New Study Examines Why Cannabis Affects People Differently

Cannabis is known to have varying effects on people, ranging from feeling happy or relaxed to feeling anxious or paranoid. A new study from Western University in Ontario, Canada provides a new look THC’s effects on the brain and why cannabis gives different highs to different people.

Researchers used rats to study how THC can impact different parts of the brain and found that the front part of the brain is more sensitive. Cannabis use will yield pleasurable effects, and if the back part of the brain is more sensitive, negative reactions like anxiety and paranoia would be more likely. Previous research has found a specific gene being linked to cannabis use causing paranoia.

“Translational rodent research performed in our lab has identified highly specific target regions in the brain that seem to independently control the rewarding, addictive properties of marijuana versus the negative psychiatric side-effects associated with its use,” said Steven Laviolette Ph.D., Professor at Western’s Schulich School of Medicine & Dentistry.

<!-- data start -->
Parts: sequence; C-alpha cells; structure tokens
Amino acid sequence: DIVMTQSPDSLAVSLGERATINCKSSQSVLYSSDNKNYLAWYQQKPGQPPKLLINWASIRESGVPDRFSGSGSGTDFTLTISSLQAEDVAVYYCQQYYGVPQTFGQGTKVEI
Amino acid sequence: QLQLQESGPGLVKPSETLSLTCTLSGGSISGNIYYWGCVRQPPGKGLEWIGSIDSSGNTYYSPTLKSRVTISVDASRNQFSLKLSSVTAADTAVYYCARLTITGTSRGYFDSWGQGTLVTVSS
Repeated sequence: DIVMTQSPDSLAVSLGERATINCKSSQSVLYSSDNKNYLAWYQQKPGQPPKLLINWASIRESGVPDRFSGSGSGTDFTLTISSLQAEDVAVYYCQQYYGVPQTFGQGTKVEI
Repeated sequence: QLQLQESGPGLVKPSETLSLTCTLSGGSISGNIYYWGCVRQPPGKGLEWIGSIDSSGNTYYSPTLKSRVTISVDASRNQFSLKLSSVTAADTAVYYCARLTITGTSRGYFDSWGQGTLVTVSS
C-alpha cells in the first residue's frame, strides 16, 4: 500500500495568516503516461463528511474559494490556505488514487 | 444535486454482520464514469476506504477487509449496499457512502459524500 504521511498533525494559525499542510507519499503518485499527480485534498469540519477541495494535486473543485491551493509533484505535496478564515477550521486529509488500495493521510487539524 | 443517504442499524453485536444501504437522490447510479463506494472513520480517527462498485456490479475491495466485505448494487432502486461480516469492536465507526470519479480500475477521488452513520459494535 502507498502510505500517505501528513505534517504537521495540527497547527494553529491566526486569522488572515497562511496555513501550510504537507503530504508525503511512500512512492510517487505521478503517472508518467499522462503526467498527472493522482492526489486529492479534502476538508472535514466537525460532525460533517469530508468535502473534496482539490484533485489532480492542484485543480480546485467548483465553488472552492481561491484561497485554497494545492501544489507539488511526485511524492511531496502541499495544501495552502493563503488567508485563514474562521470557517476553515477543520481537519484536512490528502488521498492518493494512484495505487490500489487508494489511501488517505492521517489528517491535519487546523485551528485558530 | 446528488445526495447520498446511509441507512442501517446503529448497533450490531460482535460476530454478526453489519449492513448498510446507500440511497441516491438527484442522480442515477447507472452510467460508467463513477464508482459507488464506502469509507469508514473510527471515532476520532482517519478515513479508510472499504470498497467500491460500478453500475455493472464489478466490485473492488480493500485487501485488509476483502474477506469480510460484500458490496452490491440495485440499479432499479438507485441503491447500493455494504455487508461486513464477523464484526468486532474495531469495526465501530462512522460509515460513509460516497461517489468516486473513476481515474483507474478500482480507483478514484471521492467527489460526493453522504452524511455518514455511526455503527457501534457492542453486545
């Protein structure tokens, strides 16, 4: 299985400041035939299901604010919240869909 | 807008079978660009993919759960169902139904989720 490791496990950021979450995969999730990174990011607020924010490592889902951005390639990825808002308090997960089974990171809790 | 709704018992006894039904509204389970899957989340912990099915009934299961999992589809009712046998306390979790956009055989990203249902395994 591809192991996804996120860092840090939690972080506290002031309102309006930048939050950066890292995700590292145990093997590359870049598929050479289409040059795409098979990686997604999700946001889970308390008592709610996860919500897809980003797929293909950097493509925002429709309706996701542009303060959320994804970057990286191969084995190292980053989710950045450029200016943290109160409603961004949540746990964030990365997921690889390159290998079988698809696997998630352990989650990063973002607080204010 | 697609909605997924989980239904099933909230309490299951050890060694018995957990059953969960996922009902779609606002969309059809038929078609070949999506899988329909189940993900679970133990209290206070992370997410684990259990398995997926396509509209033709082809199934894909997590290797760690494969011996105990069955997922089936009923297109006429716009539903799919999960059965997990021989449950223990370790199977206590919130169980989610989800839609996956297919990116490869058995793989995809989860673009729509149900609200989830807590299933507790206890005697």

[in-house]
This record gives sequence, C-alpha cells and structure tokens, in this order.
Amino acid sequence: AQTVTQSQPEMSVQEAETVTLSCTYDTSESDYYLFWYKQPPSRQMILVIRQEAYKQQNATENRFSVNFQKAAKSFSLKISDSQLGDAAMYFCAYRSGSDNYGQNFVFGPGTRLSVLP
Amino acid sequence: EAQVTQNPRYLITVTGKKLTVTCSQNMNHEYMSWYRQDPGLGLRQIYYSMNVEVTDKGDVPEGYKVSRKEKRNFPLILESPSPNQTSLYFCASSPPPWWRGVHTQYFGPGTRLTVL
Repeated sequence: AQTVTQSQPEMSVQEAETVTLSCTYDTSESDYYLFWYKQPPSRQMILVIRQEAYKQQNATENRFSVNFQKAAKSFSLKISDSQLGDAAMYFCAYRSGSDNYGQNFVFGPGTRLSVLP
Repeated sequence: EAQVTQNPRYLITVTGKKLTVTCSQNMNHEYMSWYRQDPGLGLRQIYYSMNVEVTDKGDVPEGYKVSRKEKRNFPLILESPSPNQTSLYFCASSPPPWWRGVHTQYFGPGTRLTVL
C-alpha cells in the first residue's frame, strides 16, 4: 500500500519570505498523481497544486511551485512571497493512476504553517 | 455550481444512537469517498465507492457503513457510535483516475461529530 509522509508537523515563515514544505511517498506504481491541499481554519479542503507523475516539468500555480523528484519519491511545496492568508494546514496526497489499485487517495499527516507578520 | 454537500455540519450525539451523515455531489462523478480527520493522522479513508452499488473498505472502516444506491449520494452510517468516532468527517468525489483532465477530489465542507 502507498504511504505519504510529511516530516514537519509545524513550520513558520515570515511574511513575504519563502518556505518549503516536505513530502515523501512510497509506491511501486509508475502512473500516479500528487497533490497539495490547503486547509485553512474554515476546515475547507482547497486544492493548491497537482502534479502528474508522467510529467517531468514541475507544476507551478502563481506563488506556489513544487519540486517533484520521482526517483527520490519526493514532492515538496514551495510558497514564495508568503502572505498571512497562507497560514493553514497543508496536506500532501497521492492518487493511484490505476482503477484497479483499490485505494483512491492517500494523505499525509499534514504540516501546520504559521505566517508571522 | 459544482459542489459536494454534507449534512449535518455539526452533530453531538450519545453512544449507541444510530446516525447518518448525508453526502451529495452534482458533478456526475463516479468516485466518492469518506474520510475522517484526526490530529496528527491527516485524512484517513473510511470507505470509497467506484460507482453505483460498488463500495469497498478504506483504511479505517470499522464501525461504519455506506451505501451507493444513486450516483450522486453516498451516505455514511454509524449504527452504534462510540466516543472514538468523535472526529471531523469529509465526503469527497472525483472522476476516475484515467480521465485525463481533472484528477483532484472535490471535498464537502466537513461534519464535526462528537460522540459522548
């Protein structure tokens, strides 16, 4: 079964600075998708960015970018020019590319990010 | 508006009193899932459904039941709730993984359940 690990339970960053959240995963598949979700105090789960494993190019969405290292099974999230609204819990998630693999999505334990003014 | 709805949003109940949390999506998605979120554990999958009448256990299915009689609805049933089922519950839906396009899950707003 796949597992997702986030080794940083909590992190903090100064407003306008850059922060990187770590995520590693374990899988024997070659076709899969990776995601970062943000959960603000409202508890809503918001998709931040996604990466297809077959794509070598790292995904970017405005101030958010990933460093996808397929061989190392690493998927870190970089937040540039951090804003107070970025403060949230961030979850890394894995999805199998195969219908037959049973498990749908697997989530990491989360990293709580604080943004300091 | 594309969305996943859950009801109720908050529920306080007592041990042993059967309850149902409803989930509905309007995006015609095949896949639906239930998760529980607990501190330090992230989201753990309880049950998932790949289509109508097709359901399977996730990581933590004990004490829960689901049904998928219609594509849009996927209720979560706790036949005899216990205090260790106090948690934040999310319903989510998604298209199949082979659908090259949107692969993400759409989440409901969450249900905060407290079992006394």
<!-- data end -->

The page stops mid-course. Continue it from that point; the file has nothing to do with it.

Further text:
Researchers also found that THC in the front part of the brain amplified the addictive properties of morphine and other opioids and increased reward-related activity patterns, which could explain why some cannabis users can develop a psychological dependence on the drug.

“These findings are important because they suggest why some people have a very positive experience with marijuana when others have a very negative experience. Our data indicate that because the reward and aversion are produced by anatomically distinct areas, the different effects between individuals is likely due to genetic variation leading to differential sensitivity of each area,” said co-author Christopher Norris.

The research has found that whether a person enjoys getting high or not could be out of a person’s control and based on genetics, but the findings could help scientists eventually develop ways to keep the brain from activating on specific pathways.

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